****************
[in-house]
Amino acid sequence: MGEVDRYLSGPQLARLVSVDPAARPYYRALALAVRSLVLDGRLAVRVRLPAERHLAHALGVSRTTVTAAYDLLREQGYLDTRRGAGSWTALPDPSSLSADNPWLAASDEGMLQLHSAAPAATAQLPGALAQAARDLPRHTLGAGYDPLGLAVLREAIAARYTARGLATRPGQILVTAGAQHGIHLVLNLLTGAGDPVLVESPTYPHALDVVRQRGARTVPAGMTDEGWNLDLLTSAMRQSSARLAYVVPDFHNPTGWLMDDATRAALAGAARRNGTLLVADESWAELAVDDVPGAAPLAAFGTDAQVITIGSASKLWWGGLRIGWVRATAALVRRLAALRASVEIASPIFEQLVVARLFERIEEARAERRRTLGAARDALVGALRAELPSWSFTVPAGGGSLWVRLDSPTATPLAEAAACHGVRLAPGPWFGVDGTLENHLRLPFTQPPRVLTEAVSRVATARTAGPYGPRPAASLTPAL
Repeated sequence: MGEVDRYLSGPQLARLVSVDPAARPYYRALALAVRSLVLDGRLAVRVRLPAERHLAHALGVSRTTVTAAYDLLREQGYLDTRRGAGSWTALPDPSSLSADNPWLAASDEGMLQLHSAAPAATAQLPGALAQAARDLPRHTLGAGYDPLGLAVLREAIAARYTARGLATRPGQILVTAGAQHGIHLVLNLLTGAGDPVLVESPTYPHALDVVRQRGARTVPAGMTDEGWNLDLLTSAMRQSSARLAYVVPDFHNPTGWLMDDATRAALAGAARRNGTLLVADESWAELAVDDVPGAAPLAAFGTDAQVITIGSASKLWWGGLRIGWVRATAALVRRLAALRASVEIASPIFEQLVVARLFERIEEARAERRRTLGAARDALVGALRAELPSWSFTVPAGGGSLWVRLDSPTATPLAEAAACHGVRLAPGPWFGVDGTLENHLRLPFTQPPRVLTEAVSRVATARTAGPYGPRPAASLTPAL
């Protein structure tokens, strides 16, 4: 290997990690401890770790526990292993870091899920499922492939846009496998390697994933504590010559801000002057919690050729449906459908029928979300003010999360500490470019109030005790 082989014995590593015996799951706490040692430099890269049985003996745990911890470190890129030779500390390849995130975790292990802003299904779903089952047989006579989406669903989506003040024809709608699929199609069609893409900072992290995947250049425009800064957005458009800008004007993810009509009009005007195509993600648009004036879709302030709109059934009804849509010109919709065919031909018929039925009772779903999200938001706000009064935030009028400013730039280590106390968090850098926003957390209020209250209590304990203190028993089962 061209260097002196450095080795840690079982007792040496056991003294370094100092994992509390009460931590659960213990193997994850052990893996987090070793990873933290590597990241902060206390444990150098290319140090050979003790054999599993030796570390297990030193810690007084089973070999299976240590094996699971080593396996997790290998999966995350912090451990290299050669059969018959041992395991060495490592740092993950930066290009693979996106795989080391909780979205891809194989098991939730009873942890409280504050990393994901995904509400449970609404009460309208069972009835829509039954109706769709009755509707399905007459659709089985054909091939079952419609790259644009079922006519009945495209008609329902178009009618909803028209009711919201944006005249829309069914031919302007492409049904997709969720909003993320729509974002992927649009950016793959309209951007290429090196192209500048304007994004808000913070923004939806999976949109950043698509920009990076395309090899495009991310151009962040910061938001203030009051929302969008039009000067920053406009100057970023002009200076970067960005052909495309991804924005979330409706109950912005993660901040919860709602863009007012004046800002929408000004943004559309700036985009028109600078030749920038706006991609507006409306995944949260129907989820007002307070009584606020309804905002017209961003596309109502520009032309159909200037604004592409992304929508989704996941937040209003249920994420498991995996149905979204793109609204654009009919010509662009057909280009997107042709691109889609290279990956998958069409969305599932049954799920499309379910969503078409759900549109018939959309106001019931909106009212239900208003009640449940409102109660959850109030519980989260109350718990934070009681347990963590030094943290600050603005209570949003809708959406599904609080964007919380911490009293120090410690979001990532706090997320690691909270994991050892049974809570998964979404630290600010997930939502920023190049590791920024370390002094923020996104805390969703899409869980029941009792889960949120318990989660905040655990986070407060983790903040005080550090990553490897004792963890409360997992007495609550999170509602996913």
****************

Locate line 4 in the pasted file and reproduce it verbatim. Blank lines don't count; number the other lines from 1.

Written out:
């Protein structure tokens, strides 16, 4: 290997990690401890770790526990292993870091899920499922492939846009496998390697994933504590010559801000002057919690050729449906459908029928979300003010999360500490470019109030005790 082989014995590593015996799951706490040692430099890269049985003996745990911890470190890129030779500390390849995130975790292990802003299904779903089952047989006579989406669903989506003040024809709608699929199609069609893409900072992290995947250049425009800064957005458009800008004007993810009509009009005007195509993600648009004036879709302030709109059934009804849509010109919709065919031909018929039925009772779903999200938001706000009064935030009028400013730039280590106390968090850098926003957390209020209250209590304990203190028993089962 061209260097002196450095080795840690079982007792040496056991003294370094100092994992509390009460931590659960213990193997994850052990893996987090070793990873933290590597990241902060206390444990150098290319140090050979003790054999599993030796570390297990030193810690007084089973070999299976240590094996699971080593396996997790290998999966995350912090451990290299050669059969018959041992395991060495490592740092993950930066290009693979996106795989080391909780979205891809194989098991939730009873942890409280504050990393994901995904509400449970609404009460309208069972009835829509039954109706769709009755509707399905007459659709089985054909091939079952419609790259644009079922006519009945495209008609329902178009009618909803028209009711919201944006005249829309069914031919302007492409049904997709969720909003993320729509974002992927649009950016793959309209951007290429090196192209500048304007994004808000913070923004939806999976949109950043698509920009990076395309090899495009991310151009962040910061938001203030009051929302969008039009000067920053406009100057970023002009200076970067960005052909495309991804924005979330409706109950912005993660901040919860709602863009007012004046800002929408000004943004559309700036985009028109600078030749920038706006991609507006409306995944949260129907989820007002307070009584606020309804905002017209961003596309109502520009032309159909200037604004592409992304929508989704996941937040209003249920994420498991995996149905979204793109609204654009009919010509662009057909280009997107042709691109889609290279990956998958069409969305599932049954799920499309379910969503078409759900549109018939959309106001019931909106009212239900208003009640449940409102109660959850109030519980989260109350718990934070009681347990963590030094943290600050603005209570949003809708959406599904609080964007919380911490009293120090410690979001990532706090997320690691909270994991050892049974809570998964979404630290600010997930939502920023190049590791920024370390002094923020996104805390969703899409869980029941009792889960949120318990989660905040655990986070407060983790903040005080550090990553490897004792963890409360997992007495609550999170509602996913």